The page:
Aquilegia Canadensis

Wild Columbine, Aquilegia Canadensis is a native genus that has been referred to as the flower for the masses. Once started, Columbine propagates for years and, although perennial, increases rapidly by self seeding. It is prized for its vibrant red and yellow blooms. This beautiful woodland wildflower has showy, drooping, bell-like flowers equipped with distinctly backward-pointing tubes, similar to the garden Columbines. These tubes, or spurs, contain nectar that attracts long-tongued insects and hummingbirds.

Medicinal uses: The seeds of Aquilegia canadensis or wild columbine were crushed and used by American Indians for headaches, fevers and as love charms. Whole seeds were rubbed into the scalp and hair to control lice. Though some parts of the plant could be toxic in large amounts, red columbine has a medicinal history, too. Native Americans used infusions of the flower to treat heart, bladder, and kidney conditions, and as a remedy for headaches and fevers. It was even turned into a wash to treat poison ivy.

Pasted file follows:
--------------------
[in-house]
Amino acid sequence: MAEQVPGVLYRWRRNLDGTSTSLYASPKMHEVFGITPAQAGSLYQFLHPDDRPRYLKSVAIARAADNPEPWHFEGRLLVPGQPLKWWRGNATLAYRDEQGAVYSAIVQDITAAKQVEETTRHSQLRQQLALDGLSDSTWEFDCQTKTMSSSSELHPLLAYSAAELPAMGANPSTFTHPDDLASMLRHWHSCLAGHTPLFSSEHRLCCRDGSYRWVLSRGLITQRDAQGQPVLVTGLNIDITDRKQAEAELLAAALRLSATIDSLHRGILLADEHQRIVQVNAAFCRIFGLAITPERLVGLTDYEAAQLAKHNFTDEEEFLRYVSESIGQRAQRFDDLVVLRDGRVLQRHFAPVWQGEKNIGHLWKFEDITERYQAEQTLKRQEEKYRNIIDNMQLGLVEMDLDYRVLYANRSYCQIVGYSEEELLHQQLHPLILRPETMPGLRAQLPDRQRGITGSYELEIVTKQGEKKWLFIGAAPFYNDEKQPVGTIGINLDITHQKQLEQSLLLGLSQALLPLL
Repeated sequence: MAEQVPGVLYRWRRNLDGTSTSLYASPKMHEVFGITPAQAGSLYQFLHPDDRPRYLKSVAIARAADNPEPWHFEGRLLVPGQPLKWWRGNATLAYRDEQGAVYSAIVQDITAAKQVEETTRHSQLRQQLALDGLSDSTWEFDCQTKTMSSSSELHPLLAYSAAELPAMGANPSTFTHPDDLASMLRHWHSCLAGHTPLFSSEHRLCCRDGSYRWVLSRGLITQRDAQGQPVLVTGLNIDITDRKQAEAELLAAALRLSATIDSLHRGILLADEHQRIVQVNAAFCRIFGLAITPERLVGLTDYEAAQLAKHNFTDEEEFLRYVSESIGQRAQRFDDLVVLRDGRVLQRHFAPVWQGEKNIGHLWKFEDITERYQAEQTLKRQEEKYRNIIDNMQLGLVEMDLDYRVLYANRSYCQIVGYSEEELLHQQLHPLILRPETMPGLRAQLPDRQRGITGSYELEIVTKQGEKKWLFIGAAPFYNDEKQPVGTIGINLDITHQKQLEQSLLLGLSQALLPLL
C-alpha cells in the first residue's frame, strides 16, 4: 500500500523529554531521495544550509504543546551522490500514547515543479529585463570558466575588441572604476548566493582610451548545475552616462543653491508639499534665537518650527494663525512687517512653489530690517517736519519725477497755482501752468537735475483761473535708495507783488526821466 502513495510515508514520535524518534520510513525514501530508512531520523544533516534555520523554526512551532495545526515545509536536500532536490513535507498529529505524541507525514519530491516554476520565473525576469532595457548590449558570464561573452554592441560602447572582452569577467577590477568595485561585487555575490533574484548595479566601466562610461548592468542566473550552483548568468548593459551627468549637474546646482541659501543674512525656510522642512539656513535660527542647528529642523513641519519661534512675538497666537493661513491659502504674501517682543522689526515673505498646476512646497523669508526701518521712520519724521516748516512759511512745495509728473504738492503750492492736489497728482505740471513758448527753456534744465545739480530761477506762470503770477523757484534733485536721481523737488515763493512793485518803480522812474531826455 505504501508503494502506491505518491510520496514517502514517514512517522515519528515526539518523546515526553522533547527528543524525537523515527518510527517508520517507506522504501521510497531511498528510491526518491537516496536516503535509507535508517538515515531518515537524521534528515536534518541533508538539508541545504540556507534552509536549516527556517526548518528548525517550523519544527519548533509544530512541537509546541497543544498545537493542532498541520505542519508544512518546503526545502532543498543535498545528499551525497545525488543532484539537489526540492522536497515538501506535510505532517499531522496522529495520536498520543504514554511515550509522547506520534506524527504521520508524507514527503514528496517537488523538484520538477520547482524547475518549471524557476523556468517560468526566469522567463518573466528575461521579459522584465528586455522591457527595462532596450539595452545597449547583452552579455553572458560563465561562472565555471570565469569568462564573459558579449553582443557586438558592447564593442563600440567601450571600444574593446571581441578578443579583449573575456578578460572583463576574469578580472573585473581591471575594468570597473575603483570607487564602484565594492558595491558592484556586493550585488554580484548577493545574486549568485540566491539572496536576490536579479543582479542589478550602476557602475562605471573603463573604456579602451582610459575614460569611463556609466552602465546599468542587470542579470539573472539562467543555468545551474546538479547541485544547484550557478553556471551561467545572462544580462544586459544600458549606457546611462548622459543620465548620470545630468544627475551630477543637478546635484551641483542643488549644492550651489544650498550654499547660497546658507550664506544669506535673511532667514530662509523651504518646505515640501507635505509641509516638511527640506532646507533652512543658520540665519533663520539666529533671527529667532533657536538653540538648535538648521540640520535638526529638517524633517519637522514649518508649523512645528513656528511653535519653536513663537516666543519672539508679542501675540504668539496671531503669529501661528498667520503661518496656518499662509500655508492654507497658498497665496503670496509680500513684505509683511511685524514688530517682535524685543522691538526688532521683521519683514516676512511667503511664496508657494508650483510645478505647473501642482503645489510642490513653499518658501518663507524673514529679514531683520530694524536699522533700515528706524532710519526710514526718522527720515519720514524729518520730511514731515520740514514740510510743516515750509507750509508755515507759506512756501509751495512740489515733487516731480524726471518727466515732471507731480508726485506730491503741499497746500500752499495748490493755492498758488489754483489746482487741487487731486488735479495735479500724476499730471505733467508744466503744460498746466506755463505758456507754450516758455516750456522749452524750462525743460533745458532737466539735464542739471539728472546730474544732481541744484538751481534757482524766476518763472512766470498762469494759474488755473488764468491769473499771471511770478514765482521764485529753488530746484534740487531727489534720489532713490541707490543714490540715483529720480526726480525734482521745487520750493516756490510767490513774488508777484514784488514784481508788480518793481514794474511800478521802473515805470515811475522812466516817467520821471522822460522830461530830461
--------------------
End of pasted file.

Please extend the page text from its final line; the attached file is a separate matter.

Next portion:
SPECS: Genus: Aquilegia; Species: Canadensis; Plant Type: Wildflower; Life Cycle: Perennial; Sun Exposure: Full Sun, Part Sun; Soil Moisture: Medium Wet, Mesic (middle), Well Drained; Height: 2′ — 3′; Spread: 2′; Plant Spacing: 1′ — 2′; Bloom Time: February — July; Bloom Color: Red, Yellow; Advantages: Pollinator conservation, Pollinators, Showy; USDA Zone: 3 — 8; Attracts: Beneficial insects, Bumblebees, Butterflies, Carpenter bees, Honey bees, Hummingbirds, Long-tongued bees, Small black bees, Sweat bees; Tolerant: Deer, Drought, Dry soils, Rabbits; Plant Community: Plant with Wild Geranium, Foamflower and Wild Ginger.;